An anti-aging pill for senior dogs is now in clinical trials — and if it works as hoped, it might not only extend your pet’s lifespan, but one day lead to treatments that extend yours as well.
The need: Larger breed dogs tend to have shorter lifespans than smaller breeds — Chihuahuas, for example, can expect to live 15-17 years, while Great Danes tend to live for just 8-10 years.
Biotech company Loyal is developing an injectable drug, LOY-001, designed to help large breed dogs not only live longer, but stay healthy longer, and in November 2023, it announced that it had cleared an important milestone toward getting the medication approved by the FDA.
The new anti-aging pill is being trialed in senior dogs weighing as little as 14 pounds.
“STAY”: Loyal has now launched the STAY study, which will test a daily anti-aging pill, called LOY-002, in senior dogs. This pill is designed to “improve metabolic fitness” in a way that Loyal expects will increase the number of healthy years a dog gets to enjoy.
The pill isn’t only for big dogs, either — the study is enrolling senior dogs weighing as little as 14 pounds, meaning pooches from all but the smallest breeds will be able to participate.
The details: In addition to weighing at least 14 pounds, a dog must be at least 10 years old and live near one of 55 participating vet clinics to enroll in the STAY study.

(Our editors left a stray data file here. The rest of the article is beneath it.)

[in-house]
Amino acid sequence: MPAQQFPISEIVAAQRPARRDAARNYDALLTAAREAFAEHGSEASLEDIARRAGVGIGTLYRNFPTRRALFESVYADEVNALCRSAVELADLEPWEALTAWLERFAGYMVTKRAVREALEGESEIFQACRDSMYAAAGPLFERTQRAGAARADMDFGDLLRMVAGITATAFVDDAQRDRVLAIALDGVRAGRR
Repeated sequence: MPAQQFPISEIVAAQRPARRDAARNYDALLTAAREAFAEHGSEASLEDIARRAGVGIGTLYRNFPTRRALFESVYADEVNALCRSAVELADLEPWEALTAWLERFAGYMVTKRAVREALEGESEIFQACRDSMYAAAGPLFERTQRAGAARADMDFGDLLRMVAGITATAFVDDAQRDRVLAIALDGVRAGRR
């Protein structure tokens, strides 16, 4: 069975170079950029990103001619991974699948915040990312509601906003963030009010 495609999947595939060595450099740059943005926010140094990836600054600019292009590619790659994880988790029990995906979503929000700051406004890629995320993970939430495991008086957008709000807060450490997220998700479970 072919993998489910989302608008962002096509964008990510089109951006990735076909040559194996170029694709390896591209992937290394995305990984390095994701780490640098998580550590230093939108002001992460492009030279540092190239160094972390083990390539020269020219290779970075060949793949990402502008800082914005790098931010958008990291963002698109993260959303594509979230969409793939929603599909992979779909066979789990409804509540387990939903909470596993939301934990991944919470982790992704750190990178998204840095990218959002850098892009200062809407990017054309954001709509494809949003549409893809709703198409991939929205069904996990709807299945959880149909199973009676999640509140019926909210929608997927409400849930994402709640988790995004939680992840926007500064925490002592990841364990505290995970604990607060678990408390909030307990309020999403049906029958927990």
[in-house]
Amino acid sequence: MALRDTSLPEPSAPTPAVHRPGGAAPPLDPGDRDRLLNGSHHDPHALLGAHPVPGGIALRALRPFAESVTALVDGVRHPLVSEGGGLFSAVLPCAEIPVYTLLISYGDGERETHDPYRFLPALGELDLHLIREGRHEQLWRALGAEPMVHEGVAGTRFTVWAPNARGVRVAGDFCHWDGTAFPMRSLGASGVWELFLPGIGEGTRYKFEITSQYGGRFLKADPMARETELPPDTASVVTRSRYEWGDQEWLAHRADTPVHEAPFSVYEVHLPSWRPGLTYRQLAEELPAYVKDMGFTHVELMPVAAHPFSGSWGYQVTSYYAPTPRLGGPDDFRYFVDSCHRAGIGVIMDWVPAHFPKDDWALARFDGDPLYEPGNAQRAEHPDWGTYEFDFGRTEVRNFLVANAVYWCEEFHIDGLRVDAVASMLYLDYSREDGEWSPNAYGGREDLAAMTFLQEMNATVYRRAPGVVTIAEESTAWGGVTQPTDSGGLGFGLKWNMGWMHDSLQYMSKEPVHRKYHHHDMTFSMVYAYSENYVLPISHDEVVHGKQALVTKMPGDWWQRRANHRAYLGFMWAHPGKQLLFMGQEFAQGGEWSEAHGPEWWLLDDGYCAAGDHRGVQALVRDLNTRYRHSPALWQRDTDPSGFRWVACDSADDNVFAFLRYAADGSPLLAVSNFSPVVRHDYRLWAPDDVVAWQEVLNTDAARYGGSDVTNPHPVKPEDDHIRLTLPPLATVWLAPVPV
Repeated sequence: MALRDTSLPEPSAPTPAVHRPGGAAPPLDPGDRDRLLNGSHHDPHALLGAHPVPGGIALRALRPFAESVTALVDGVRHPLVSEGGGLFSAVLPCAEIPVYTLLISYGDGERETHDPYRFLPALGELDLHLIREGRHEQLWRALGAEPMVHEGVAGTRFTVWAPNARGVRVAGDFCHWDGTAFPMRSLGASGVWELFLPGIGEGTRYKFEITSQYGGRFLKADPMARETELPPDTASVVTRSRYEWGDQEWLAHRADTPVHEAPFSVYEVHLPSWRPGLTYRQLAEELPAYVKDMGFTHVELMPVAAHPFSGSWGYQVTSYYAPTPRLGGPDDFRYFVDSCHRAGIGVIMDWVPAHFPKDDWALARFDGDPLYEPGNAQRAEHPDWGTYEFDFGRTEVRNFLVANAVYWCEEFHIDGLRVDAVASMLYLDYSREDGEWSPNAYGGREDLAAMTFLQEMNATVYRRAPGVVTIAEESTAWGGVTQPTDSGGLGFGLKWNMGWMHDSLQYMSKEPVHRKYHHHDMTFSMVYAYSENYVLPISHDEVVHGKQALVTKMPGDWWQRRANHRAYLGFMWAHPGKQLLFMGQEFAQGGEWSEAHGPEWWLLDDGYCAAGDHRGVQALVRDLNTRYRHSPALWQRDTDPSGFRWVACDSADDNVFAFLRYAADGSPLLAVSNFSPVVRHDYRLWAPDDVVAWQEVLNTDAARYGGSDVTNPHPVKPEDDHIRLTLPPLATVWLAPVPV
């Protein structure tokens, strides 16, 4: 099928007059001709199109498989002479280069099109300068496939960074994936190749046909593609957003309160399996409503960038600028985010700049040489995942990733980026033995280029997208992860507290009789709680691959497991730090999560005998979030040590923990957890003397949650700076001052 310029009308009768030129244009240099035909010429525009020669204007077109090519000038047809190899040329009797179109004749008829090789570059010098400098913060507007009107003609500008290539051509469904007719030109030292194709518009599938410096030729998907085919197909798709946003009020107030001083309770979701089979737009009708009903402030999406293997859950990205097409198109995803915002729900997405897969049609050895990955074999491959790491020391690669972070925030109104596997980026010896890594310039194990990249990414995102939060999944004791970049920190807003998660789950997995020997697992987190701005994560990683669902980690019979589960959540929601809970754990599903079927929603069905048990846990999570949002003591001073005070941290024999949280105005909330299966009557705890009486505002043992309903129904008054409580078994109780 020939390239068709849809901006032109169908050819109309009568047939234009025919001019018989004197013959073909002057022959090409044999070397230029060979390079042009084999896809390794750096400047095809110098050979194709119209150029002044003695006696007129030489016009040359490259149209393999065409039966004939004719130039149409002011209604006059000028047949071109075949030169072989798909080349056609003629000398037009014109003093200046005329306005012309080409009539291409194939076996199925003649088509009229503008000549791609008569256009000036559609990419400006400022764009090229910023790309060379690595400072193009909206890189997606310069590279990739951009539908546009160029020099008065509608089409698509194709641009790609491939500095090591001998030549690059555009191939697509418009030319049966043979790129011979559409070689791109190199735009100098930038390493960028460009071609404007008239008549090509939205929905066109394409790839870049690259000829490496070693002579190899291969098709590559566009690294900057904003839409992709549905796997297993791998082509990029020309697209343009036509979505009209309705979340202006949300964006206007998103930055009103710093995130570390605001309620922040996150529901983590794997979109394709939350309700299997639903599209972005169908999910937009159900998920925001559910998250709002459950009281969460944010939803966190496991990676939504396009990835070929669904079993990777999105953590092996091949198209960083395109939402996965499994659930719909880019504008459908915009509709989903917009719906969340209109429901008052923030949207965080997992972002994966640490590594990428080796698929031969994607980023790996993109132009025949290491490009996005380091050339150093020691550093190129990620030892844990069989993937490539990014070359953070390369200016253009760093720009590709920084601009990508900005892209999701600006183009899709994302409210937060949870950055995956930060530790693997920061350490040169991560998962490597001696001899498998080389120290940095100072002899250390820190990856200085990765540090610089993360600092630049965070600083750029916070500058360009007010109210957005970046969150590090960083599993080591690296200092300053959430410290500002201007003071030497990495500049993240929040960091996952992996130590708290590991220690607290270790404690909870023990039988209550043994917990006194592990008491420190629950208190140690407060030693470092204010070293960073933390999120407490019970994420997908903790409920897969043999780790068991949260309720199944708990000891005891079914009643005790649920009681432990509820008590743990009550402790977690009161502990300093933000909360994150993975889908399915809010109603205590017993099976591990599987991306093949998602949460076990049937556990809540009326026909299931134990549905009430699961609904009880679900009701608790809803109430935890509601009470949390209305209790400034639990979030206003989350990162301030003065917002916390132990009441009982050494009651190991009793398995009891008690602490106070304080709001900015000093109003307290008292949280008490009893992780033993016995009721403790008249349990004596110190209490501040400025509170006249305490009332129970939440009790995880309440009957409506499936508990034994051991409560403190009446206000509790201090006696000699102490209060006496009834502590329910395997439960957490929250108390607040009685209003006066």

Owners must be committed to participating for the full duration of the study (4 years) and able to give their dog a flavored chewable once a day — half of the dogs in the study will receive the anti-aging pill, and the other half will be given a placebo.
Owners will need to complete regular surveys about their dog’s quality of life, as well as bring the dog to the clinic for six check ups in the first year and then twice yearly for the following three years (but those visits are at no cost to the owner).
Looking ahead: Loyal plans to enroll 1,000 senior dogs in the STAY study, and the first of those pups — an 11-year-old whippet named “Boo” — has already been dosed at the Animal Hospital of Dauphin County in Harrisburg, Pennsylvania.
“It could help other dogs, including my younger dogs someday,” said Deb Hanna, Boo’s owner, of joining the study. “It’s very important. I think anybody that has an older dog that could participate would jump at the chance.”
The study could also help people — dogs are one of the best models of human aging, so Loyal’s research has the potential to lay the foundation for anti-aging treatments for us, too.
“If we succeed in [getting this first-ever aging approval through the veterinary FDA], we’ll hopefully, broadly, enable the rest of the aging field, which is really the goal,” Loyal CEO Celine Halioua told Freethink.
We’d love to hear from you! If you have a comment about this article or if you have a tip for a future Freethink story, please email us at [email protected].